The where, and the when, but Pericles

Reynolds, Jim (2015) The where, and the when, but Pericles. In: TaPRA Conference 2015; 08 - 10 Sep 2015, Worcester, U.K.. (Unpublished)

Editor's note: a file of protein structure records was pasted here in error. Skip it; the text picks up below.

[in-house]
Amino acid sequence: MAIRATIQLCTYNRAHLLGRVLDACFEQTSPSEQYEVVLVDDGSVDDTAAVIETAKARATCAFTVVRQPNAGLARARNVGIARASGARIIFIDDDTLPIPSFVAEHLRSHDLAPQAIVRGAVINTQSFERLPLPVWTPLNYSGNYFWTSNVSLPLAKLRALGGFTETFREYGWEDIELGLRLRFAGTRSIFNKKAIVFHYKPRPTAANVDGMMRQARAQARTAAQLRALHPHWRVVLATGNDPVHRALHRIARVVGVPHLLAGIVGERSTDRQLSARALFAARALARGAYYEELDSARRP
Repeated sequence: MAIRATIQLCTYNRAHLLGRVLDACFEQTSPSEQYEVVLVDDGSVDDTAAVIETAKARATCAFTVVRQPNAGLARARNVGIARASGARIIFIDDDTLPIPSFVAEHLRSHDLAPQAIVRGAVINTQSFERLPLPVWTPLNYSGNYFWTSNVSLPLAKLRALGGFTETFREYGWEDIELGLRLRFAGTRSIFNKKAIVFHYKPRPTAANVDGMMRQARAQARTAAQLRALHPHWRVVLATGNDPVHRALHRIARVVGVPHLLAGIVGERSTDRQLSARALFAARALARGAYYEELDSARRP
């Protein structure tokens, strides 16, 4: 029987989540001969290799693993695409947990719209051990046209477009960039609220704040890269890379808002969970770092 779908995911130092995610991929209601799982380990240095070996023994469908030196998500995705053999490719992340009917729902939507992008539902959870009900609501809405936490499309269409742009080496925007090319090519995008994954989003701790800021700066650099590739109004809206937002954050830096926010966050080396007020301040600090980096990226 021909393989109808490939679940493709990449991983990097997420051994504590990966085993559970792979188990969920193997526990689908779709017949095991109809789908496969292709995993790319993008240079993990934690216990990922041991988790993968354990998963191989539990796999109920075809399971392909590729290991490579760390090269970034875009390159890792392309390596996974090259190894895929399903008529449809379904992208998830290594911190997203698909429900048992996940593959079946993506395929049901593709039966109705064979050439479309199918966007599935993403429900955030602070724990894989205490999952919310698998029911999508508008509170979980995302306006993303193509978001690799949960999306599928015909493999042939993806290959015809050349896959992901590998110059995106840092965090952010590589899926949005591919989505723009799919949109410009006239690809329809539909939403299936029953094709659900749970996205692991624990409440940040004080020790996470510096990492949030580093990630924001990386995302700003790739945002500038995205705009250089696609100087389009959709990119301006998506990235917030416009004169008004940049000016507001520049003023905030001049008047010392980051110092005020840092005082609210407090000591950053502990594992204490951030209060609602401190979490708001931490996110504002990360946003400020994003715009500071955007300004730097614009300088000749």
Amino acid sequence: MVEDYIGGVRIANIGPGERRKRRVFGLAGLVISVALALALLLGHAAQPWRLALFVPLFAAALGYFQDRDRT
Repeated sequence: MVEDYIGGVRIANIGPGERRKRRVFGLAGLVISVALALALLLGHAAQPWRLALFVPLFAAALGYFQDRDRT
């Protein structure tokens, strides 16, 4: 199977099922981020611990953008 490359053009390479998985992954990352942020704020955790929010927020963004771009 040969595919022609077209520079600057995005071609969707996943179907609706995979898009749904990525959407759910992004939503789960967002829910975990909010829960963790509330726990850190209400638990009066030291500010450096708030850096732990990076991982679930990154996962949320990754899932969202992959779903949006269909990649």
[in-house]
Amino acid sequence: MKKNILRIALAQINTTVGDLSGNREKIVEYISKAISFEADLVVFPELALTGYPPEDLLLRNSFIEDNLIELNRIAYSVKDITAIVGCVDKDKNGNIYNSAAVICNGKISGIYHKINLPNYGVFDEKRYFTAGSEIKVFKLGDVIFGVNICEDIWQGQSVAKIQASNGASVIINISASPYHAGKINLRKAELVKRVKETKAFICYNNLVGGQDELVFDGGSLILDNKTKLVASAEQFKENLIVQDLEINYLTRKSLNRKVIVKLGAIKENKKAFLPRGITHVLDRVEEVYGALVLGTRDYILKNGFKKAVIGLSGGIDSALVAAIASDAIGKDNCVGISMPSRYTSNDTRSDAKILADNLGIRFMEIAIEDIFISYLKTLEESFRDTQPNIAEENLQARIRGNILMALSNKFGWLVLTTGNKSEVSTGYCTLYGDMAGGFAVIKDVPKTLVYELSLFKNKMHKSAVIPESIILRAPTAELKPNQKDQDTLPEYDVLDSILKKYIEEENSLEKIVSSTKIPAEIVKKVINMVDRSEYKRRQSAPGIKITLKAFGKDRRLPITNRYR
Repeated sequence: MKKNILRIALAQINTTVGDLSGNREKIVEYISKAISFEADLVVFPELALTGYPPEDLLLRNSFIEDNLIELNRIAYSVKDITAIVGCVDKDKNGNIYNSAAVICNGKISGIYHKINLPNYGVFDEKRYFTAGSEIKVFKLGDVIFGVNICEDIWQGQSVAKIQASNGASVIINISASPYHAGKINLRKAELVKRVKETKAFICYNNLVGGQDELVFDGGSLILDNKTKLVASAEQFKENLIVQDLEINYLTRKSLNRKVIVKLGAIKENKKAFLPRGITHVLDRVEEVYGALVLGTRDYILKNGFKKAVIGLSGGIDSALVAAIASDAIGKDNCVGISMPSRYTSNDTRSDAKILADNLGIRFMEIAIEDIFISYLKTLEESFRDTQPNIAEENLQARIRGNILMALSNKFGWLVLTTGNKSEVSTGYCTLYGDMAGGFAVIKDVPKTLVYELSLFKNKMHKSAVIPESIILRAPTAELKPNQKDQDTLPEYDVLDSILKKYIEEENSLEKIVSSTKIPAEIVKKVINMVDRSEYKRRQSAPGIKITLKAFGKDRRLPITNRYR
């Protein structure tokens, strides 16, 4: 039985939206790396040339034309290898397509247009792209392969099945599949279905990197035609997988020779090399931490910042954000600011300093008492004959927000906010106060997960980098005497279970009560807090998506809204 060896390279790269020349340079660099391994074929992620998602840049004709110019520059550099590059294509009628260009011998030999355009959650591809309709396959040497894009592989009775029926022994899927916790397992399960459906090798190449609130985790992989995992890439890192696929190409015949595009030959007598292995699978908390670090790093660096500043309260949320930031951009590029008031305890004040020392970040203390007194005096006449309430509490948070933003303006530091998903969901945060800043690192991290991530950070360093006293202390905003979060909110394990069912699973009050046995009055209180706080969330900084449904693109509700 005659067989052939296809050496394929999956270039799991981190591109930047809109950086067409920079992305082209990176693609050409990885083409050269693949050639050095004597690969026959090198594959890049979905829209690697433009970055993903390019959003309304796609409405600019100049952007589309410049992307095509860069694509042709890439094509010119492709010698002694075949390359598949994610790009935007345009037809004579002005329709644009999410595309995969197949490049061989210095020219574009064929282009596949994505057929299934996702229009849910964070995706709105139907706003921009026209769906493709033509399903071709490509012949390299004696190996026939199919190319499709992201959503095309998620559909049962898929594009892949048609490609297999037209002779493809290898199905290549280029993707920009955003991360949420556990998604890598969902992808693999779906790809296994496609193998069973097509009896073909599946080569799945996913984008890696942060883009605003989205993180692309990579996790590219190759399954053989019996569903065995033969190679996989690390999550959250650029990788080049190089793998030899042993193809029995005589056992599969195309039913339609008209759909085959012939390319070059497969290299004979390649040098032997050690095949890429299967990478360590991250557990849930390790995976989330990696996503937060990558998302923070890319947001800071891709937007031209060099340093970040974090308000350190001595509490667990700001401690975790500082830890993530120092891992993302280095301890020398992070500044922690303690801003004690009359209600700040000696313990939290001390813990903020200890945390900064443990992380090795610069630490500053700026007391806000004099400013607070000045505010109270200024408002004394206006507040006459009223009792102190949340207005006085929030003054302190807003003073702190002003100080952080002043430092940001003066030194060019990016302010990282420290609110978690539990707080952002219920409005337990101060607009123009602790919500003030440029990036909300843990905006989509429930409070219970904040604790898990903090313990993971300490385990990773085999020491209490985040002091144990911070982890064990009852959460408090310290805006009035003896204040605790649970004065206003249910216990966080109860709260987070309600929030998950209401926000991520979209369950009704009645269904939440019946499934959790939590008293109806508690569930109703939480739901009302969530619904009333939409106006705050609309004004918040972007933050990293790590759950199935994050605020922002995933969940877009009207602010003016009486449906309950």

This presentation explores time and endurance through practice-research into Shakespeare’s Pericles. Katie Mitchell’s forensic-Stanislavskian approach to textual analysis was applied in production of an abridged version of the play (2014), with the aim of testing both the idea of contextual solidity, and the means of its discovery through analysing “facts” and “questions”. As a text of both intense ambiguity and hybridity – multiple authors, sources, times, cities, cultures, etc. – Pericles is particularly useful as a means of testing the notion of concrete circumstances being indicators of the temporality of a dramatic text. Indeed, Pericles explodes time by staging survival – unmoors us from it by presenting decades in Pericle’s biography of loss and endurance of trauma. This shattering of dramatic rhythm is further complicated by Pericles’ roots in narratives from different centuries, and its walking of a tightrope between affirmation and resistance. This paper will therefore suggest that the extreme instability of contextual information within the text provides an alternative dramaturgical principle of time to one grounded in the factual or ‘given’, and, by illustrating how the dramaturgy of time adopted for the performance facilitated the actors’ work, provide a way of reformulating and understanding the play as a drama forming a pivotal staging post across millennia for the endurance of ideologies embedded in traditional calendars.

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